Today's post is from Samantha, a homeschooling, homesteading mom of seven from Georgia, who blogs at My Barefoot Farm.
I will admit that there are days when I wonder what crazy person would trade a perfectly manicured lawn and flowerbed in a subdivision for a life with cow muck on the boots and chicken feathers scattered around the ground from what remains of a hawk killing. There are many days we have sick critters, uncooperative weather, and too many projects to realistically accomplish but at the end of the day we are grateful to have all of the experiences this life offers.
We home educated our children long before we ever lived on the property and started farming, and our reasons for doing such are many. Our day starts out like any other home school day across the country with lessons at the kitchen table. Living out on a small family farm, however, does have its rewards as far as teaching children life skills and expanding their hands on learning.
My oldest daughter, for example, spent one spring learning genetics by pairing some of her chickens together and then marking the eggs layed by the hens with certain symbols for the breeds. She bought an incubator and hatched a huge clutch of eggs, noting what traits showed in the baby chicks. She also had the responsibility of caring for the baby chicks and all of the learning curves that go along with new hatchlings.
Because we have honey bees, the children have extra knowledge about the agricultural importance of the honey bee as well as the life cycles and products she produces. We have several bee suits so the kids can dress up and help with bee yard chores such as hive inspections and splitting hives. One daughter in particular loves finding the queen bee and is very quick at spotting her on a frame.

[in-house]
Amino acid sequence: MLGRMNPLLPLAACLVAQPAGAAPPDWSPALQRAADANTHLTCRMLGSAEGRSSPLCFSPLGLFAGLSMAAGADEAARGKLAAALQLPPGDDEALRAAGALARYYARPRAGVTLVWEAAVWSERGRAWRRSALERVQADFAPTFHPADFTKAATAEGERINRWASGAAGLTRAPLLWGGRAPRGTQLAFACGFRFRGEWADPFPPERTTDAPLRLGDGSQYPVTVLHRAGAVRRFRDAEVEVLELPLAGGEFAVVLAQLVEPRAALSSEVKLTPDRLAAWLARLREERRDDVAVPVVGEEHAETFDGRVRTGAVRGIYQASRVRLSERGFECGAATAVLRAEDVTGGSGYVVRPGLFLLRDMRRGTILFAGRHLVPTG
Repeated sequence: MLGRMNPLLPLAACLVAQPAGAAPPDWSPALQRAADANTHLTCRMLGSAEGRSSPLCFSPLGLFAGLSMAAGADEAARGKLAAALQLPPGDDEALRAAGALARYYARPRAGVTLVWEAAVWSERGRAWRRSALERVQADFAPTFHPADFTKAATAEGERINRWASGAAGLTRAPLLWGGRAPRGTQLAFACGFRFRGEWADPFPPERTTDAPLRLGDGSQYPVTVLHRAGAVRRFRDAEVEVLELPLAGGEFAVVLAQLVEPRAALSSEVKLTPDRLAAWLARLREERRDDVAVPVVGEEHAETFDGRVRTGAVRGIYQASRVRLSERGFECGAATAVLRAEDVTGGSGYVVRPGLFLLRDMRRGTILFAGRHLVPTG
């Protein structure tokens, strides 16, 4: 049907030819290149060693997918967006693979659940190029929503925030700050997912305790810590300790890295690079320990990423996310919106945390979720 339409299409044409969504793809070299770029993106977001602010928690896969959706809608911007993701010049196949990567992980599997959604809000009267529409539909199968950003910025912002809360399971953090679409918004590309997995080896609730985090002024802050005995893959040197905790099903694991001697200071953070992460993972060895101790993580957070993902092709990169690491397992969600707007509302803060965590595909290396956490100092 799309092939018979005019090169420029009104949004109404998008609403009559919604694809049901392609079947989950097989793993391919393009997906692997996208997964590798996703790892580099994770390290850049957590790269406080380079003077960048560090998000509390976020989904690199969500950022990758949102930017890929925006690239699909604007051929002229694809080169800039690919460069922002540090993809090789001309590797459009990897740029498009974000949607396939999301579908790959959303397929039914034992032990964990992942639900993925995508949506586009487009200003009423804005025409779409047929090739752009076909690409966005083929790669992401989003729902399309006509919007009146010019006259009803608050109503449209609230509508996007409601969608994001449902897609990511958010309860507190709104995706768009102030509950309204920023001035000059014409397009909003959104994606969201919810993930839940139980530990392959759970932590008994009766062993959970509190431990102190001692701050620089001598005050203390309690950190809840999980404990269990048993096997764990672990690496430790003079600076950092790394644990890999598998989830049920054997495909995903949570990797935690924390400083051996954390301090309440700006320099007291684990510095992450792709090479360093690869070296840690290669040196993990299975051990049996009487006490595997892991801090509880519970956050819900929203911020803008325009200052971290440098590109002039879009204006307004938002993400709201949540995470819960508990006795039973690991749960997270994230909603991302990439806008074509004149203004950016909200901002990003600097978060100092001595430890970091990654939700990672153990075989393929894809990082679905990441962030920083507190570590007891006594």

Lucy, our family cow, has also been a great animal to have here on the farm. The kids have all hand milked her and are learning how to make butter, cheese, and ice cream from all of the wonderful milk and cream Lucy provides. In about a month she will be due to calve and we are are all pitching in to prepare for the new addition. I am sure that the new calf will bring with it new responsibilities as well as opportunities to learn more about cows.
Another opportunity provided to us by the farm is raising food for ourselves and others. Raising pasture poultry has been great because the children not only have a greater respect for their food and where it comes from, but they have learned the many skills that go along with producing and selling a product to others. The kids are involved from the chick stage to the processing stage, including eviscerating and packaging the chickens.